sensu-run: test Sensu checks with token substitution/interpolation

When I’m configuring Sensu checks, especially things that make direct use of variables in my Sensu configuration, I’ve gotten annoyed by the fact that testing them is more difficult than it needs to be. I’ve hacked up a very quick and dirty tool called sensu-run for testing arbitrary commands and standalone checks. Give it a try and see how it works!

Koboli, an email interaction gateway for Nagios/Icinga

If you’ve followed my projects previously, you know that while I love Nagios, and its stepbrother Icinga, it’s often a nuisance and the butt of lots of jokes (see: Jordan Sissel’s PuppetConf 2012 talk on Logstash). A big part of my work over the last several months has focused on how to make interacting with it more productive. Nagios is totally happy to blast you with alerts, but doesn’t give you a way to, say, turn them off on some false positive when you’re on vacation in the middle of the mountains, miles away from Internet service reliable enough to run a VPN connection and a web browser.

I wasn’t happy with the state of email interaction with it, so I went ahead and wrote Koboli, a seriously extensible mail processor for Nagios and Icinga. Koboli is written in Python, and named after a mail sorter from The Legend of Zelda: The Wind Waker. It works out of the box with alerts in Nagios’s default format, but is easy enough to set up to extract fields from emails in whatever format you’ve decided to send them.

The basic idea of Koboli is that it gives you a simple #command syntax that allows you to interact easily with your monitoring system without leaving your email client. If you’ve ever worked with systems like Spiceworks, you’ve already got the basic idea down.

This is useful enough when you’re just interacting with your monitoring system, but you can extend it to do lots of other cool things too. For example, this initial release can also create issues in JIRA:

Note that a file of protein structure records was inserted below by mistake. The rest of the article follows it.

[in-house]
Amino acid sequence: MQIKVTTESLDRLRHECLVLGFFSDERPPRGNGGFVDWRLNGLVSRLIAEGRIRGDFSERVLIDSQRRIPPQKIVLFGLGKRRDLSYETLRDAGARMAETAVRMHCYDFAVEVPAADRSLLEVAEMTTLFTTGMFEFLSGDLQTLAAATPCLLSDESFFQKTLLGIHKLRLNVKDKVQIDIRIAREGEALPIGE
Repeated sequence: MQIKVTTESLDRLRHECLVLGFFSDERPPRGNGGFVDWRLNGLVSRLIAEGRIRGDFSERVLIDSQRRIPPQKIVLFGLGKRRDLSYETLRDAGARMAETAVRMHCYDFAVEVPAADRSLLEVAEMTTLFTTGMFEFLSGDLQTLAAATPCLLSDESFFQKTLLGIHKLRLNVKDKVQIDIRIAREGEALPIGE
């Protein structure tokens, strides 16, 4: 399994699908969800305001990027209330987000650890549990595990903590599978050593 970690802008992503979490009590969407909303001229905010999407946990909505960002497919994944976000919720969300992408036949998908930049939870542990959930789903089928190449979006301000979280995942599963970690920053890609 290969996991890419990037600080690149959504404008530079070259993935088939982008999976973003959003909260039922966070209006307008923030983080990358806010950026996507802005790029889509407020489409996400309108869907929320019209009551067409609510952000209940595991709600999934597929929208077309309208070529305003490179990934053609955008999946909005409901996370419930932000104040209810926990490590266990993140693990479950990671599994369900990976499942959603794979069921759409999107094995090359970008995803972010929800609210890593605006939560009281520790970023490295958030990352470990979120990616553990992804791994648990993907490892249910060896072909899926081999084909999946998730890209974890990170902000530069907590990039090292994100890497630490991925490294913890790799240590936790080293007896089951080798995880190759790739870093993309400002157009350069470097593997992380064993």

With a one-line command, the alert is now in our incident database where we can track and remediate it appropriately.

This project is just in the beginning stages, and I hope some people find it useful — it was quite a bit more work than I thought.

Koboli on GitHub

Monitoring Windows MPIO through Nagios

Sometimes, we need to do SAN maintenance — firmware upgrades, disruptive fabric changes, and the like. When these situations come up, it’s useful to know if anything is in a condition where it will break if it loses its connection to SAN storage, especially if you’re a lowly storage administrator without admin access to any of the Windows systems connected up to the SAN.

I poked around, and could not find one single utility or tool for monitoring the Windows MPIO framework, so I whipped up a quick script using VBScript and WMI. The script is called like so:

cscript.exe //NoLogo scripts\CheckMpioPaths.vbs /paths 4

(4 paths are used because the server is multipathed on two fabrics, and each of the active/passive controllers is also on each fabric — the server should see 2 controllers on 2 fabrics each, for 4 paths.)